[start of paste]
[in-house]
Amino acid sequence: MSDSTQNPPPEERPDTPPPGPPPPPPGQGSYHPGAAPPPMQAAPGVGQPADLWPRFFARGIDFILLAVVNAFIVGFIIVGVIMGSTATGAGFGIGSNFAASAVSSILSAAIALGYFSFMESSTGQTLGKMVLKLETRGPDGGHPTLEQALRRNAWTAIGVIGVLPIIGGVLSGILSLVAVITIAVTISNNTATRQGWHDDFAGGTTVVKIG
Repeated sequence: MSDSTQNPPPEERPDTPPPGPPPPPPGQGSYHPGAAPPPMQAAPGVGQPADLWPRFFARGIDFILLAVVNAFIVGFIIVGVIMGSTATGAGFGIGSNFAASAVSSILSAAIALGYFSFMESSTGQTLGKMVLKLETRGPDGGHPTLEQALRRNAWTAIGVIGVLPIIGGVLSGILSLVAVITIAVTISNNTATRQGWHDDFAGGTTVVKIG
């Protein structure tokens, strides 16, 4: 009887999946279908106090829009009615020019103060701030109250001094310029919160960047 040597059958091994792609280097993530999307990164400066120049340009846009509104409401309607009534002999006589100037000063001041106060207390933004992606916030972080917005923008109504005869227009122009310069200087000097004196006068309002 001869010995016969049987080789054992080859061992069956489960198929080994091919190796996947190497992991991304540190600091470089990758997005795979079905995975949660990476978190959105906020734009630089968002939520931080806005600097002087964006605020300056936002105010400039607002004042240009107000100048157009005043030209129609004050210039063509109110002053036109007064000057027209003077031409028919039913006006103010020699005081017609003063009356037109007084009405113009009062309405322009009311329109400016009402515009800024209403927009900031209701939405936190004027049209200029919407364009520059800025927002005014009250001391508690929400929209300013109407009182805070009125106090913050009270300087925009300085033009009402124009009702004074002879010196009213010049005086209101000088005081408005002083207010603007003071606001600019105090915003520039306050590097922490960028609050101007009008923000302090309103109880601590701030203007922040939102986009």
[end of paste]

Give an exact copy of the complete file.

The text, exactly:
[in-house]
Amino acid sequence: MSDSTQNPPPEERPDTPPPGPPPPPPGQGSYHPGAAPPPMQAAPGVGQPADLWPRFFARGIDFILLAVVNAFIVGFIIVGVIMGSTATGAGFGIGSNFAASAVSSILSAAIALGYFSFMESSTGQTLGKMVLKLETRGPDGGHPTLEQALRRNAWTAIGVIGVLPIIGGVLSGILSLVAVITIAVTISNNTATRQGWHDDFAGGTTVVKIG
Repeated sequence: MSDSTQNPPPEERPDTPPPGPPPPPPGQGSYHPGAAPPPMQAAPGVGQPADLWPRFFARGIDFILLAVVNAFIVGFIIVGVIMGSTATGAGFGIGSNFAASAVSSILSAAIALGYFSFMESSTGQTLGKMVLKLETRGPDGGHPTLEQALRRNAWTAIGVIGVLPIIGGVLSGILSLVAVITIAVTISNNTATRQGWHDDFAGGTTVVKIG
């Protein structure tokens, strides 16, 4: 009887999946279908106090829009009615020019103060701030109250001094310029919160960047 040597059958091994792609280097993530999307990164400066120049340009846009509104409401309607009534002999006589100037000063001041106060207390933004992606916030972080917005923008109504005869227009122009310069200087000097004196006068309002 001869010995016969049987080789054992080859061992069956489960198929080994091919190796996947190497992991991304540190600091470089990758997005795979079905995975949660990476978190959105906020734009630089968002939520931080806005600097002087964006605020300056936002105010400039607002004042240009107000100048157009005043030209129609004050210039063509109110002053036109007064000057027209003077031409028919039913006006103010020699005081017609003063009356037109007084009405113009009062309405322009009311329109400016009402515009800024209403927009900031209701939405936190004027049209200029919407364009520059800025927002005014009250001391508690929400929209300013109407009182805070009125106090913050009270300087925009300085033009009402124009009702004074002879010196009213010049005086209101000088005081408005002083207010603007003071606001600019105090915003520039306050590097922490960028609050101007009008923000302090309103109880601590701030203007922040939102986009």